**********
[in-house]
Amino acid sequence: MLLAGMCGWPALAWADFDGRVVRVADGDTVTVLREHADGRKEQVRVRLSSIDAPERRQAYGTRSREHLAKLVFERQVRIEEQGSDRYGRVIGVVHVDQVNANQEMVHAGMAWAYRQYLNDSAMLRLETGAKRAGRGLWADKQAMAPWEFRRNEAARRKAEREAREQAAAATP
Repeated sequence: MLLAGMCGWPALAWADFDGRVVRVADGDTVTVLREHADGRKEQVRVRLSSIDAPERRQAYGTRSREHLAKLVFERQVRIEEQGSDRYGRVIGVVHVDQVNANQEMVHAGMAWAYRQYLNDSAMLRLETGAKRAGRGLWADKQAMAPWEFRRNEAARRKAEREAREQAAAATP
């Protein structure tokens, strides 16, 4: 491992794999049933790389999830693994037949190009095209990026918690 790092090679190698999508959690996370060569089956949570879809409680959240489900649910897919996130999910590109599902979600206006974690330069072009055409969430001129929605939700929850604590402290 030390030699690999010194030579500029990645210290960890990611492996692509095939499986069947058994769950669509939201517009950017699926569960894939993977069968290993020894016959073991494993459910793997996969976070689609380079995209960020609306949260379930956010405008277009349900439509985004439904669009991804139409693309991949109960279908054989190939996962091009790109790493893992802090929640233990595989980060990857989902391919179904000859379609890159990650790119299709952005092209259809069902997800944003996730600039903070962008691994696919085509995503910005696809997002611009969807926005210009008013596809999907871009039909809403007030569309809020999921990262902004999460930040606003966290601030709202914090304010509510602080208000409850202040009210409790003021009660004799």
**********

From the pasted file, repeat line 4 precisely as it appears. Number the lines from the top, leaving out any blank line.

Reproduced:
């Protein structure tokens, strides 16, 4: 491992794999049933790389999830693994037949190009095209990026918690 790092090679190698999508959690996370060569089956949570879809409680959240489900649910897919996130999910590109599902979600206006974690330069072009055409969430001129929605939700929850604590402290 030390030699690999010194030579500029990645210290960890990611492996692509095939499986069947058994769950669509939201517009950017699926569960894939993977069968290993020894016959073991494993459910793997996969976070689609380079995209960020609306949260379930956010405008277009349900439509985004439904669009991804139409693309991949109960279908054989190939996962091009790109790493893992802090929640233990595989980060990857989902391919179904000859379609890159990650790119299709952005092209259809069902997800944003996730600039903070962008691994696919085509995503910005696809997002611009969807926005210009008013596809999907871009039909809403007030569309809020999921990262902004999460930040606003966290601030709202914090304010509510602080208000409850202040009210409790003021009660004799």